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Method of Dynamically Validating Cross-Point Switch Connections

IP.com Disclosure Number: IPCOM000100136D
Original Publication Date: 1990-Mar-01
Included in the Prior Art Database: 2005-Mar-15
Document File: 4 page(s) / 118K

Publishing Venue

IBM

Related People

Kaiser, JM: AUTHOR [+2]

Abstract

Disclosed is a method for validating the connections made and broken in a cross-point switch which is used in an electronic high-speed data switching unit which establishes short-term, dynamic connections for passing full-duplex data between pairs of ports.

This text was extracted from an ASCII text file.
This is the abbreviated version, containing approximately 52% of the total text.

Method of Dynamically Validating Cross-Point Switch Connections

       Disclosed is a method for validating the connections made
and broken in a cross-point switch which is used in an electronic
high-speed data switching unit which establishes short-term, dynamic
connections for passing full-duplex data between pairs of ports.

      The data from one port to another is routed via a cross-point
matrix switching element connected to all the port adapters.  The
output of each port is connected to the input of its connection
partner (i.e., if ports 1 and 3 are to be connected, paths through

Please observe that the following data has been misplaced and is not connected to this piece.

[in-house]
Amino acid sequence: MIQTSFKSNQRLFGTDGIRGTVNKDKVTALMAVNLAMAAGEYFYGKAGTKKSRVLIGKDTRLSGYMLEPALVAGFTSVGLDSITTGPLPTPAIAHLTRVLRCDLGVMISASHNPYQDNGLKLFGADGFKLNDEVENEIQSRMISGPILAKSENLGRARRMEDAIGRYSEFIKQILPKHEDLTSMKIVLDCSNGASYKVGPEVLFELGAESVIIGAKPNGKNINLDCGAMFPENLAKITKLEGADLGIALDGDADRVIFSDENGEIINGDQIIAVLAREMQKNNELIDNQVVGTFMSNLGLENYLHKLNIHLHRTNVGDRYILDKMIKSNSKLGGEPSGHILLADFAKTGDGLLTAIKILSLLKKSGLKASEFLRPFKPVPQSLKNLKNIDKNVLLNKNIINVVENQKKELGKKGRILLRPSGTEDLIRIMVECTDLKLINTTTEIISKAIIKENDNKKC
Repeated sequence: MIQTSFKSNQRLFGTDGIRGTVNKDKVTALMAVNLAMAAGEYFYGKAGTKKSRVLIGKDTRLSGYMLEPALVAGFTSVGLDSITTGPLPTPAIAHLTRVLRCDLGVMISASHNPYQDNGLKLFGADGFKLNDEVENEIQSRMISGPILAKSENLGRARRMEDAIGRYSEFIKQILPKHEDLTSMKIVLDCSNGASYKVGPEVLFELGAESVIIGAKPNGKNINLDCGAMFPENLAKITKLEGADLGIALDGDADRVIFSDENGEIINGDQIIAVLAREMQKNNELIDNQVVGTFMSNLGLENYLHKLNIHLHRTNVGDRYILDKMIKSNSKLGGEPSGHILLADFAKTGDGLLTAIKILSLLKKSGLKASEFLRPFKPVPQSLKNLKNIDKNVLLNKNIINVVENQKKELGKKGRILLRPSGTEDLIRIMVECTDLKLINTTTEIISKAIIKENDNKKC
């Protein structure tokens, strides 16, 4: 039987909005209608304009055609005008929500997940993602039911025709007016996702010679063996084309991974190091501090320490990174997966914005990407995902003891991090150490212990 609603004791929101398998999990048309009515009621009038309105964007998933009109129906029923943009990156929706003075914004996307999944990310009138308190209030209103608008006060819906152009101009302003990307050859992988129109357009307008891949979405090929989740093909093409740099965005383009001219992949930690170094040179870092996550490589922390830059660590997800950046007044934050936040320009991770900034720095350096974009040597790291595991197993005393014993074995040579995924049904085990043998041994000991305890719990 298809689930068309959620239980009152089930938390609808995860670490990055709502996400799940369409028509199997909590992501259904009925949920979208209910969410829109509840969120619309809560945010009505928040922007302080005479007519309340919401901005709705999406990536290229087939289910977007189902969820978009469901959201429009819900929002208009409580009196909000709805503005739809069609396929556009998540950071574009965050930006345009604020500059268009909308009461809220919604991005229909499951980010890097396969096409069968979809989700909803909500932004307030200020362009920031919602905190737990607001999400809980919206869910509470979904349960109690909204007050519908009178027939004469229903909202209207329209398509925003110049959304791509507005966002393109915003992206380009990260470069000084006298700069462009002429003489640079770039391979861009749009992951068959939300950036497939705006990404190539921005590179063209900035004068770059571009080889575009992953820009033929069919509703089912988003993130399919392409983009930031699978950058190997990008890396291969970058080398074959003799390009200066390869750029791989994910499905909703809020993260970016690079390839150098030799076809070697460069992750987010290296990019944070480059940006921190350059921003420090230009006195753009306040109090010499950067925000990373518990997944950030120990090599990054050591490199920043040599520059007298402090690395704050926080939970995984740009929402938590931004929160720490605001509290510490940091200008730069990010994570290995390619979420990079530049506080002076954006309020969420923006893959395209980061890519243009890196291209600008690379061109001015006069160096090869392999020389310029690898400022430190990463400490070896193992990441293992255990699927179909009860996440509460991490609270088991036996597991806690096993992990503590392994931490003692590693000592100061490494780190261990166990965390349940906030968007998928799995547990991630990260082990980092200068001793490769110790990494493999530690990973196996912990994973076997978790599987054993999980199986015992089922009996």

the matrix will be established from 1 to 3 and from 3 to 1).

      Fig. 1 shows an output port and how one of the N input ports
(4) is selected to be connected to the output port.  A connect
register (1) holds the input port number to be connected, which is
decoded by a decoder (2).  The decoded outputs feed an N way AND/OR
(3) which will select one input port.  Unless a decoder failure
causes multiple outputs, only one input port will be selected for
each output port. (Multiple inputs can be detected due to the data
errors that result from the ORing of multiple inputs.)

      However, the same input port could be connected to two or more
different outputs and go undetected.  This article describes how this
can be detected if this were to occur.

      Fig. 2 shows a logical view of the N connect registers. They
are initialized so that the ith register contains the number I (i.e.,
 each output port selects its own input port (A of Fig. 2).  If ports
1 and 3 are now connected, the registers would appear as in (B) and
then, if 1 and 4 were connected before 1 and 3, were disconne...